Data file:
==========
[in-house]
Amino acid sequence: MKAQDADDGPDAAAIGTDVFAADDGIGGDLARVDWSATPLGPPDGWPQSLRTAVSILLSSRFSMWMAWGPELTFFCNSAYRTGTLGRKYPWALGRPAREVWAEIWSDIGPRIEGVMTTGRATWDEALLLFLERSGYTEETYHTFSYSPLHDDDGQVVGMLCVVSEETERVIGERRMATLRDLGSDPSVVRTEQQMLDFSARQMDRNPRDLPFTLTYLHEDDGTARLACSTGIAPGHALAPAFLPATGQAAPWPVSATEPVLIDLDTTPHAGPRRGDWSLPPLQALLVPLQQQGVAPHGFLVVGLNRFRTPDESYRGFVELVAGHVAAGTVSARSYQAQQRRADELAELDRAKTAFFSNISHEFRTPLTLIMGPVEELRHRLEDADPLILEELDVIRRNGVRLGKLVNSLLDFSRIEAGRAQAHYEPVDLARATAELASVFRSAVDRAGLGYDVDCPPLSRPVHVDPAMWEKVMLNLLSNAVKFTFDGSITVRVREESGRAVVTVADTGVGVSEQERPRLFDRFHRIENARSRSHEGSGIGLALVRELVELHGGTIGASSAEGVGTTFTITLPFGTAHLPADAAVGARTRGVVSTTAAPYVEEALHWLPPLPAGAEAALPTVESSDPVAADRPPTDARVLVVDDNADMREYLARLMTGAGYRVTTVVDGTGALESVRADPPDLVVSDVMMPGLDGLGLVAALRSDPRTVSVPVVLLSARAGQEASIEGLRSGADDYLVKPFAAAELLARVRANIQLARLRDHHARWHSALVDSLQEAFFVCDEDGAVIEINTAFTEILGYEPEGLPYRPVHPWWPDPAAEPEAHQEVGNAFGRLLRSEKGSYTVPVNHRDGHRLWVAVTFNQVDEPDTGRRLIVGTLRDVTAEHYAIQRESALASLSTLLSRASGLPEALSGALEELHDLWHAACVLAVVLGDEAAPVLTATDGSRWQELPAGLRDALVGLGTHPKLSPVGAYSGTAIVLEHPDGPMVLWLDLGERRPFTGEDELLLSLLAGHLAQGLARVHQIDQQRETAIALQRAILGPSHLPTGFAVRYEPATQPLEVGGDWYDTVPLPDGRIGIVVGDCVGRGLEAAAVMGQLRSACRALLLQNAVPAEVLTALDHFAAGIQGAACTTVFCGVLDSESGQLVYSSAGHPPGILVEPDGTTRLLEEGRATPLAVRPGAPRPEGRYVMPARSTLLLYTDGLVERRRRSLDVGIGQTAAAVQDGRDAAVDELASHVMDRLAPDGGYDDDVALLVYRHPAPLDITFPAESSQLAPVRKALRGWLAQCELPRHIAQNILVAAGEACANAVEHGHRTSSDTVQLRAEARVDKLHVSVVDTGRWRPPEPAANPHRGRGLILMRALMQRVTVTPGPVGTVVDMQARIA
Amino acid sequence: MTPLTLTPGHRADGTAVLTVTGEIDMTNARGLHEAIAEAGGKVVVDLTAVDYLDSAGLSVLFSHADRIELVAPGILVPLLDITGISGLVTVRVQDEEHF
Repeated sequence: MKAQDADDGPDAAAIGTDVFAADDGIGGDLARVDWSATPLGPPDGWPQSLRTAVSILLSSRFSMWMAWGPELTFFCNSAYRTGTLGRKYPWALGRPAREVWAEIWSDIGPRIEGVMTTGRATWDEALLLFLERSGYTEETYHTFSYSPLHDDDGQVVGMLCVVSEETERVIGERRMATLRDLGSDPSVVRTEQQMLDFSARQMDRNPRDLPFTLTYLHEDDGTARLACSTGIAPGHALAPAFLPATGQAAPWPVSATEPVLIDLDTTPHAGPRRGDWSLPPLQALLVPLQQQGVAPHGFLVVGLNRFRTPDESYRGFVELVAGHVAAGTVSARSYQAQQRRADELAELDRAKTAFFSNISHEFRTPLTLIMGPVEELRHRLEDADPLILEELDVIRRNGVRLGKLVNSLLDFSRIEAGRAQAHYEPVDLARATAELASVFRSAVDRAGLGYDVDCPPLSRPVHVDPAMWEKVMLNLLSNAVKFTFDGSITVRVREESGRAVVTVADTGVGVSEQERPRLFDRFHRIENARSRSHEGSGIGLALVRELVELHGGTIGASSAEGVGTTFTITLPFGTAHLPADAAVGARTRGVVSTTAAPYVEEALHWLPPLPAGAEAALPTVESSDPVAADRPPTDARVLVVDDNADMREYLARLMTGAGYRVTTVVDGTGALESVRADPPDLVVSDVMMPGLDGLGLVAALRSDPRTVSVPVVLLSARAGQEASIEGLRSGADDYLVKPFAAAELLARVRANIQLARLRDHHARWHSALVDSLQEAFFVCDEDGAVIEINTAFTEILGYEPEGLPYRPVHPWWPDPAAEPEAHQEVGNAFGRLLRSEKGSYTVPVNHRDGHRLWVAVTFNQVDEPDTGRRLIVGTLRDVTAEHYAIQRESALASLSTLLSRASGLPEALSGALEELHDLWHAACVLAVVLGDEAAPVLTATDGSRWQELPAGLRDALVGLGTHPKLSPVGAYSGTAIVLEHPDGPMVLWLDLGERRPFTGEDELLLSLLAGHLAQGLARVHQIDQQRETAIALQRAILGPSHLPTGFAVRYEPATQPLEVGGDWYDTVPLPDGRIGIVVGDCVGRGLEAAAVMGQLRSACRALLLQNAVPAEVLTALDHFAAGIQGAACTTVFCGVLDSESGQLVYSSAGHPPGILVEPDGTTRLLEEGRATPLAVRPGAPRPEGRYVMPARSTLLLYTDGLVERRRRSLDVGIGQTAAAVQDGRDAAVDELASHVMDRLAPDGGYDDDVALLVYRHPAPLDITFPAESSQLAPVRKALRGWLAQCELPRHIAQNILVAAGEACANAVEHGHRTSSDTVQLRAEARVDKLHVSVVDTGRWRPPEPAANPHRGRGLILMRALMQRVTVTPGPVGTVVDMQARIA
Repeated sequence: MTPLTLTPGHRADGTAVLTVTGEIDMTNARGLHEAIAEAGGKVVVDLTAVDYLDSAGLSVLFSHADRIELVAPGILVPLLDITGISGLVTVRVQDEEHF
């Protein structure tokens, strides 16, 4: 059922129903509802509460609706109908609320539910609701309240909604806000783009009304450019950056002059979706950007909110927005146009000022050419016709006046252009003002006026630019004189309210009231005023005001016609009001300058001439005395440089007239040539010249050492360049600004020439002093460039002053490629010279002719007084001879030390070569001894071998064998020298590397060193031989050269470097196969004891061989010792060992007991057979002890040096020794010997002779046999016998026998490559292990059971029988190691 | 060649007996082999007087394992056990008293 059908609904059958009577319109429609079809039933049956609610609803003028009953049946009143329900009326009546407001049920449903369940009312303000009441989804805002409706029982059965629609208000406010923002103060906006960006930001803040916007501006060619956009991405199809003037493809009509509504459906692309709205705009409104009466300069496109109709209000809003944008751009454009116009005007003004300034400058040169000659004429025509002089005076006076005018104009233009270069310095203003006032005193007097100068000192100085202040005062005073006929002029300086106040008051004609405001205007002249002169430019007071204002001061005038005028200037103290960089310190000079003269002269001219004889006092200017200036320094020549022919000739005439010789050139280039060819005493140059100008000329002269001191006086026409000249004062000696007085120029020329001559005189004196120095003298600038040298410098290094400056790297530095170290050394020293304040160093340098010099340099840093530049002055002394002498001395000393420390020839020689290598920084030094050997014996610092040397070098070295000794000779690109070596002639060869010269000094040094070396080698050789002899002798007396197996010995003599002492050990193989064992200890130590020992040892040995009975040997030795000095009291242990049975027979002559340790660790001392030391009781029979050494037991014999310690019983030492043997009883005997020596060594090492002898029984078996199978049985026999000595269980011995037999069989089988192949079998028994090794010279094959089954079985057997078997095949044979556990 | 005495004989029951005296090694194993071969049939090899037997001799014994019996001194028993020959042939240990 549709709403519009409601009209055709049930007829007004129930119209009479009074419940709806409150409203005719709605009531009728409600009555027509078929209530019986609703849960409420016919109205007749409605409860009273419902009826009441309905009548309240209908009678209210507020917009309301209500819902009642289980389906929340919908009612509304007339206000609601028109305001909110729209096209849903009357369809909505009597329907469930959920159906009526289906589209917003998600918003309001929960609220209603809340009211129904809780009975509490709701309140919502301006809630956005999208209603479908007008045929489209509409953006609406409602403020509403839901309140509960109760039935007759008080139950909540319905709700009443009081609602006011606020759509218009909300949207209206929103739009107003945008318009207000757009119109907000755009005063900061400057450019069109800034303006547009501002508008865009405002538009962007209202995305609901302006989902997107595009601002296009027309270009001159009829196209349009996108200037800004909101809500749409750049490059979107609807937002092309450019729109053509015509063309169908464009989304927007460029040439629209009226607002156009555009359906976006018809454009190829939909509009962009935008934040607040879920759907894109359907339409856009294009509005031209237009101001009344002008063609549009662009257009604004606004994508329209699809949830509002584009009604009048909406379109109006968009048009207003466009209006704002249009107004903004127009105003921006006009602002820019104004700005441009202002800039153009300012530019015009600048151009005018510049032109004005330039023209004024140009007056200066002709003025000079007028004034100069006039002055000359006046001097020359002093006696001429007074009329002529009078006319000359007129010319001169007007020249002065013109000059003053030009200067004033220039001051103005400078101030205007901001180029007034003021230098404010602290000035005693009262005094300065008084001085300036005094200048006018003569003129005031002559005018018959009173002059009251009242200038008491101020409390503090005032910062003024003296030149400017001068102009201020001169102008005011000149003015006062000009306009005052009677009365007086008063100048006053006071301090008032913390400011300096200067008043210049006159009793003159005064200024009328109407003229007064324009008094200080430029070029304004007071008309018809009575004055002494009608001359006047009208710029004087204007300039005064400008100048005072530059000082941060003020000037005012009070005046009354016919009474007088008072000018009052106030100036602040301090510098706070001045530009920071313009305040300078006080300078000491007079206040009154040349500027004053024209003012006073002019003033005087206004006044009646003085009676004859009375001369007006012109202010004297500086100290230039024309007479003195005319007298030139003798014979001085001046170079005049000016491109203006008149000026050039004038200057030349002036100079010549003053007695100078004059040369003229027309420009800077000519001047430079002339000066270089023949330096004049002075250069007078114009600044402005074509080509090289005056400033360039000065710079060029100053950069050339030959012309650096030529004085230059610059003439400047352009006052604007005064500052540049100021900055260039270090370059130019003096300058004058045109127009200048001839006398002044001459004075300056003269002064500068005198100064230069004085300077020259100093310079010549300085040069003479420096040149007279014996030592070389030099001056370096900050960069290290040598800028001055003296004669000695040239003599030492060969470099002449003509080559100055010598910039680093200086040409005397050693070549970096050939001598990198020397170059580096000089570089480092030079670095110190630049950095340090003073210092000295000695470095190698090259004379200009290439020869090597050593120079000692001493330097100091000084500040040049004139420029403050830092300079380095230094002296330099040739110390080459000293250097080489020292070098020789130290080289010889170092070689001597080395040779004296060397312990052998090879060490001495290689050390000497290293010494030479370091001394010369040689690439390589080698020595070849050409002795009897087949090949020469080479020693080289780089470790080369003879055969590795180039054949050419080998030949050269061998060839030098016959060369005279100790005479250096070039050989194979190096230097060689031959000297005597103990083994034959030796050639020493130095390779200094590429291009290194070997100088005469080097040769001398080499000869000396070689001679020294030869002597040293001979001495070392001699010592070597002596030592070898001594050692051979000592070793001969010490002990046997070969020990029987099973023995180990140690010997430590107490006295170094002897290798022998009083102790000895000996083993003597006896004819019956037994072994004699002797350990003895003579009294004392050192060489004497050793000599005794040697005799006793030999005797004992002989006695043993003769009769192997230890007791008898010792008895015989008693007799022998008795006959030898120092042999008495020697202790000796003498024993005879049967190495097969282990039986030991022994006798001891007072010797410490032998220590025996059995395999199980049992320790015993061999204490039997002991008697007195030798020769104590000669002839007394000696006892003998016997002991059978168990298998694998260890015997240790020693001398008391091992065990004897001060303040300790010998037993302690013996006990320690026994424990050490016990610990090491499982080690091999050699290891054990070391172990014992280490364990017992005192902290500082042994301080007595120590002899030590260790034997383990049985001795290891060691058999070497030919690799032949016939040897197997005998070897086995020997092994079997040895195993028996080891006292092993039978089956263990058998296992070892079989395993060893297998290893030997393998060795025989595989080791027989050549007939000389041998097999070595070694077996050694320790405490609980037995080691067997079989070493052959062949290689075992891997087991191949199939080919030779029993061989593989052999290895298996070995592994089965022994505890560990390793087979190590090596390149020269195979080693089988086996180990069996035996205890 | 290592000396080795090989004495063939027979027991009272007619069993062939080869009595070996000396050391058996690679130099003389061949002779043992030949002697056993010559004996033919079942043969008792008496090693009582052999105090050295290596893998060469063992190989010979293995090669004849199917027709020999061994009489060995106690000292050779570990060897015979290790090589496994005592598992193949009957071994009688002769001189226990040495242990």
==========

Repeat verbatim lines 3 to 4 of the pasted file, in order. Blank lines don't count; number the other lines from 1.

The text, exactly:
Amino acid sequence: MTPLTLTPGHRADGTAVLTVTGEIDMTNARGLHEAIAEAGGKVVVDLTAVDYLDSAGLSVLFSHADRIELVAPGILVPLLDITGISGLVTVRVQDEEHF
Repeated sequence: MKAQDADDGPDAAAIGTDVFAADDGIGGDLARVDWSATPLGPPDGWPQSLRTAVSILLSSRFSMWMAWGPELTFFCNSAYRTGTLGRKYPWALGRPAREVWAEIWSDIGPRIEGVMTTGRATWDEALLLFLERSGYTEETYHTFSYSPLHDDDGQVVGMLCVVSEETERVIGERRMATLRDLGSDPSVVRTEQQMLDFSARQMDRNPRDLPFTLTYLHEDDGTARLACSTGIAPGHALAPAFLPATGQAAPWPVSATEPVLIDLDTTPHAGPRRGDWSLPPLQALLVPLQQQGVAPHGFLVVGLNRFRTPDESYRGFVELVAGHVAAGTVSARSYQAQQRRADELAELDRAKTAFFSNISHEFRTPLTLIMGPVEELRHRLEDADPLILEELDVIRRNGVRLGKLVNSLLDFSRIEAGRAQAHYEPVDLARATAELASVFRSAVDRAGLGYDVDCPPLSRPVHVDPAMWEKVMLNLLSNAVKFTFDGSITVRVREESGRAVVTVADTGVGVSEQERPRLFDRFHRIENARSRSHEGSGIGLALVRELVELHGGTIGASSAEGVGTTFTITLPFGTAHLPADAAVGARTRGVVSTTAAPYVEEALHWLPPLPAGAEAALPTVESSDPVAADRPPTDARVLVVDDNADMREYLARLMTGAGYRVTTVVDGTGALESVRADPPDLVVSDVMMPGLDGLGLVAALRSDPRTVSVPVVLLSARAGQEASIEGLRSGADDYLVKPFAAAELLARVRANIQLARLRDHHARWHSALVDSLQEAFFVCDEDGAVIEINTAFTEILGYEPEGLPYRPVHPWWPDPAAEPEAHQEVGNAFGRLLRSEKGSYTVPVNHRDGHRLWVAVTFNQVDEPDTGRRLIVGTLRDVTAEHYAIQRESALASLSTLLSRASGLPEALSGALEELHDLWHAACVLAVVLGDEAAPVLTATDGSRWQELPAGLRDALVGLGTHPKLSPVGAYSGTAIVLEHPDGPMVLWLDLGERRPFTGEDELLLSLLAGHLAQGLARVHQIDQQRETAIALQRAILGPSHLPTGFAVRYEPATQPLEVGGDWYDTVPLPDGRIGIVVGDCVGRGLEAAAVMGQLRSACRALLLQNAVPAEVLTALDHFAAGIQGAACTTVFCGVLDSESGQLVYSSAGHPPGILVEPDGTTRLLEEGRATPLAVRPGAPRPEGRYVMPARSTLLLYTDGLVERRRRSLDVGIGQTAAAVQDGRDAAVDELASHVMDRLAPDGGYDDDVALLVYRHPAPLDITFPAESSQLAPVRKALRGWLAQCELPRHIAQNILVAAGEACANAVEHGHRTSSDTVQLRAEARVDKLHVSVVDTGRWRPPEPAANPHRGRGLILMRALMQRVTVTPGPVGTVVDMQARIA